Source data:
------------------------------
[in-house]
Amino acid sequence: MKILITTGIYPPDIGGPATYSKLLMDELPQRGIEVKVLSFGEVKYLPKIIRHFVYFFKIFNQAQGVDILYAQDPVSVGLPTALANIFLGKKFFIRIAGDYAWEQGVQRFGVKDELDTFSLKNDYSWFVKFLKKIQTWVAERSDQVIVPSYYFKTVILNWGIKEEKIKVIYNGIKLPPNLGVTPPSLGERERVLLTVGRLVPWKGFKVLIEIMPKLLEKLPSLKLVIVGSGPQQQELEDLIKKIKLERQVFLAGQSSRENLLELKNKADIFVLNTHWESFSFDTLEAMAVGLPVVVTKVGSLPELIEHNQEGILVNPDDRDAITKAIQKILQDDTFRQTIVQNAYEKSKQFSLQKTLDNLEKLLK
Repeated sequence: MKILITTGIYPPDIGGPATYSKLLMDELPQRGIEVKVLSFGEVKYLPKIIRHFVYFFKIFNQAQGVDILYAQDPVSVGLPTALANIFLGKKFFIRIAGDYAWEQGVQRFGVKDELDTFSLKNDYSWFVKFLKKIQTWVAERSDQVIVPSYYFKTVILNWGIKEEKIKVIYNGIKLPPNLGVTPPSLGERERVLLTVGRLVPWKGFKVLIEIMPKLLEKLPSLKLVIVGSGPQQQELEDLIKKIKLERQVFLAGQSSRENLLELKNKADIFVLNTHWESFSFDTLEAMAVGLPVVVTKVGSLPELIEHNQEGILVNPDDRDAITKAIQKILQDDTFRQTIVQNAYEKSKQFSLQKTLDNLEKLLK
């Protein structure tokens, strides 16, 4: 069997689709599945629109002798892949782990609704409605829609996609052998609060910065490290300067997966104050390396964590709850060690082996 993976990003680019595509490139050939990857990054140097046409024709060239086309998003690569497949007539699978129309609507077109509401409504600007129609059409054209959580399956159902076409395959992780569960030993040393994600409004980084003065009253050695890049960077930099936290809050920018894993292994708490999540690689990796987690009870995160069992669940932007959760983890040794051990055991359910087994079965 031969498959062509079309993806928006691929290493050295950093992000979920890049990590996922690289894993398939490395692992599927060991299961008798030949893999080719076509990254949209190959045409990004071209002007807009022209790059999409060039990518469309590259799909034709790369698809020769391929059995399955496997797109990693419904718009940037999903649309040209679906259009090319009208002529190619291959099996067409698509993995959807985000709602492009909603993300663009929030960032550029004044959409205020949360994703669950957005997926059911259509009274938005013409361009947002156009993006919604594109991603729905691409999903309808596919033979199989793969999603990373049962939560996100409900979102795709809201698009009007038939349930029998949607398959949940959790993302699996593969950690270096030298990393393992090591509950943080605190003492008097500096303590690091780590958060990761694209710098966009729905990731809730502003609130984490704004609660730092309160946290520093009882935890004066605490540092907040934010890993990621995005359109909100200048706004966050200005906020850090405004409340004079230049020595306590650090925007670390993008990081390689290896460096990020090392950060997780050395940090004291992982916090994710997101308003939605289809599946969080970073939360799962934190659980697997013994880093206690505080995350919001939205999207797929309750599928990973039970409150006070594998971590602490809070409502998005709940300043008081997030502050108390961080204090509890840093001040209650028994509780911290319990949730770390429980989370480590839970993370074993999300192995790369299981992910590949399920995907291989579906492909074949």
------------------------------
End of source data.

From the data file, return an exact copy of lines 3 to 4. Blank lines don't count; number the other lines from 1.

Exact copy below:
Repeated sequence: MKILITTGIYPPDIGGPATYSKLLMDELPQRGIEVKVLSFGEVKYLPKIIRHFVYFFKIFNQAQGVDILYAQDPVSVGLPTALANIFLGKKFFIRIAGDYAWEQGVQRFGVKDELDTFSLKNDYSWFVKFLKKIQTWVAERSDQVIVPSYYFKTVILNWGIKEEKIKVIYNGIKLPPNLGVTPPSLGERERVLLTVGRLVPWKGFKVLIEIMPKLLEKLPSLKLVIVGSGPQQQELEDLIKKIKLERQVFLAGQSSRENLLELKNKADIFVLNTHWESFSFDTLEAMAVGLPVVVTKVGSLPELIEHNQEGILVNPDDRDAITKAIQKILQDDTFRQTIVQNAYEKSKQFSLQKTLDNLEKLLK
């Protein structure tokens, strides 16, 4: 069997689709599945629109002798892949782990609704409605829609996609052998609060910065490290300067997966104050390396964590709850060690082996 993976990003680019595509490139050939990857990054140097046409024709060239086309998003690569497949007539699978129309609507077109509401409504600007129609059409054209959580399956159902076409395959992780569960030993040393994600409004980084003065009253050695890049960077930099936290809050920018894993292994708490999540690689990796987690009870995160069992669940932007959760983890040794051990055991359910087994079965 031969498959062509079309993806928006691929290493050295950093992000979920890049990590996922690289894993398939490395692992599927060991299961008798030949893999080719076509990254949209190959045409990004071209002007807009022209790059999409060039990518469309590259799909034709790369698809020769391929059995399955496997797109990693419904718009940037999903649309040209679906259009090319009208002529190619291959099996067409698509993995959807985000709602492009909603993300663009929030960032550029004044959409205020949360994703669950957005997926059911259509009274938005013409361009947002156009993006919604594109991603729905691409999903309808596919033979199989793969999603990373049962939560996100409900979102795709809201698009009007038939349930029998949607398959949940959790993302699996593969950690270096030298990393393992090591509950943080605190003492008097500096303590690091780590958060990761694209710098966009729905990731809730502003609130984490704004609660730092309160946290520093009882935890004066605490540092907040934010890993990621995005359109909100200048706004966050200005906020850090405004409340004079230049020595306590650090925007670390993008990081390689290896460096990020090392950060997780050395940090004291992982916090994710997101308003939605289809599946969080970073939360799962934190659980697997013994880093206690505080995350919001939205999207797929309750599928990973039970409150006070594998971590602490809070409502998005709940300043008081997030502050108390961080204090509890840093001040209650028994509780911290319990949730770390429980989370480590839970993370074993999300192995790369299981992910590949399920995907291989579906492909074949």